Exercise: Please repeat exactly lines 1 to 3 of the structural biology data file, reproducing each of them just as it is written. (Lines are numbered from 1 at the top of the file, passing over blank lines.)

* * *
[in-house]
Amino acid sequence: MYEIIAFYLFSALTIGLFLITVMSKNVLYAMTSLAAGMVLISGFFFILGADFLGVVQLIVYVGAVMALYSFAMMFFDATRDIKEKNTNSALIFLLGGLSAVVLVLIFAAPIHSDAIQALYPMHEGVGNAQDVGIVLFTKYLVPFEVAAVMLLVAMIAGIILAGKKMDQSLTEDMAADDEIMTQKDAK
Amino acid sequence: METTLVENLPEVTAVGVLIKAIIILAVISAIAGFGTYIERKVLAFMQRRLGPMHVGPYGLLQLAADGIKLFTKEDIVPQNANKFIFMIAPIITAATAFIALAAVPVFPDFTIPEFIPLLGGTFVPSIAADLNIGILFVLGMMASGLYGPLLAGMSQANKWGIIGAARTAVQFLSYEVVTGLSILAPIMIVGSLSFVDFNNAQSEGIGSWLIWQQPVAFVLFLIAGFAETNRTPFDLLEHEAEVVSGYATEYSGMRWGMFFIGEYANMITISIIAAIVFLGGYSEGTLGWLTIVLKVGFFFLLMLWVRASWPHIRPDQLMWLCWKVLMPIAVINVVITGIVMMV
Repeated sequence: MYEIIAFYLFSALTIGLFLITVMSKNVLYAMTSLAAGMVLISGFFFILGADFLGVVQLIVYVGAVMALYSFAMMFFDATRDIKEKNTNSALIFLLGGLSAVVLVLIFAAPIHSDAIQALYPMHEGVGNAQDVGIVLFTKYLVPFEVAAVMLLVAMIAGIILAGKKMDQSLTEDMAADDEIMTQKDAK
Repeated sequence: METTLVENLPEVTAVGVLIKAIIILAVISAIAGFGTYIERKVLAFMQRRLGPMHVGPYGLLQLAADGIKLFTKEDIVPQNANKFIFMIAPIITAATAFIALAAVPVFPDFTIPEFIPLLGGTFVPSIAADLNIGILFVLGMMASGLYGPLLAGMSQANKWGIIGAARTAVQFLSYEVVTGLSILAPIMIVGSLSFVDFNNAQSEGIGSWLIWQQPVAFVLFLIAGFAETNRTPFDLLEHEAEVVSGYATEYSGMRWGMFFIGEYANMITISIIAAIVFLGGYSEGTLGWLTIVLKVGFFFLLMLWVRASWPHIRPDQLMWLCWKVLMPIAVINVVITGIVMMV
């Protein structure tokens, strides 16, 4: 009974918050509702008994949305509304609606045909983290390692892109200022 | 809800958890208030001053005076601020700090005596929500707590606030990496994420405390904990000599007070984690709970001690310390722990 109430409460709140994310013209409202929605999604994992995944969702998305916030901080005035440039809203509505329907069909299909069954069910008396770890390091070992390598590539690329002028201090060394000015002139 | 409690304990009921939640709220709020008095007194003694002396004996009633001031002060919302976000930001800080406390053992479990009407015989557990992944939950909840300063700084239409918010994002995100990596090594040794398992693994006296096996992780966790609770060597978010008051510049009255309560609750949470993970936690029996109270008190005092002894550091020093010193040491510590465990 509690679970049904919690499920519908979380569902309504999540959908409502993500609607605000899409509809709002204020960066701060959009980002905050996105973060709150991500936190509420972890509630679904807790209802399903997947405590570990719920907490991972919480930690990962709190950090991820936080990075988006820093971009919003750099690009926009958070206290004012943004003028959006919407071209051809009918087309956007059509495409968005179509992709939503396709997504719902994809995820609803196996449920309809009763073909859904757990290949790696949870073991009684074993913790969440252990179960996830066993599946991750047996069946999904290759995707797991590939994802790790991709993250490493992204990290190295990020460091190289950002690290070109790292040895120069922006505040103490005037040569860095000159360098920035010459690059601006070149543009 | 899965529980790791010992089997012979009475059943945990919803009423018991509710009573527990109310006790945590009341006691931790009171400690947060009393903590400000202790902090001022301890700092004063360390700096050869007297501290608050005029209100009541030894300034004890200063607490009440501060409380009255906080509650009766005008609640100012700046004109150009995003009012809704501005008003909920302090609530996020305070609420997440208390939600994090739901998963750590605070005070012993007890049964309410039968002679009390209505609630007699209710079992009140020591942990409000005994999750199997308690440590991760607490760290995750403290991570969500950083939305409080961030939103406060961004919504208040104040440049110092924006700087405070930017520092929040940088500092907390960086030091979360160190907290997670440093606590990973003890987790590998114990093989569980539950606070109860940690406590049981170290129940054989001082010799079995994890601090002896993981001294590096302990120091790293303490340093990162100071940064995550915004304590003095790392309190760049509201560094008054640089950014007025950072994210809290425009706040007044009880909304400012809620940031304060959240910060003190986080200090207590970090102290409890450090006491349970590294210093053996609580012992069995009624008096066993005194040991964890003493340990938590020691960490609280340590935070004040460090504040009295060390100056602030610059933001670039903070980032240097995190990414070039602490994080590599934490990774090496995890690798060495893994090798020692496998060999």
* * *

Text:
[in-house]
Amino acid sequence: MYEIIAFYLFSALTIGLFLITVMSKNVLYAMTSLAAGMVLISGFFFILGADFLGVVQLIVYVGAVMALYSFAMMFFDATRDIKEKNTNSALIFLLGGLSAVVLVLIFAAPIHSDAIQALYPMHEGVGNAQDVGIVLFTKYLVPFEVAAVMLLVAMIAGIILAGKKMDQSLTEDMAADDEIMTQKDAK
Amino acid sequence: METTLVENLPEVTAVGVLIKAIIILAVISAIAGFGTYIERKVLAFMQRRLGPMHVGPYGLLQLAADGIKLFTKEDIVPQNANKFIFMIAPIITAATAFIALAAVPVFPDFTIPEFIPLLGGTFVPSIAADLNIGILFVLGMMASGLYGPLLAGMSQANKWGIIGAARTAVQFLSYEVVTGLSILAPIMIVGSLSFVDFNNAQSEGIGSWLIWQQPVAFVLFLIAGFAETNRTPFDLLEHEAEVVSGYATEYSGMRWGMFFIGEYANMITISIIAAIVFLGGYSEGTLGWLTIVLKVGFFFLLMLWVRASWPHIRPDQLMWLCWKVLMPIAVINVVITGIVMMV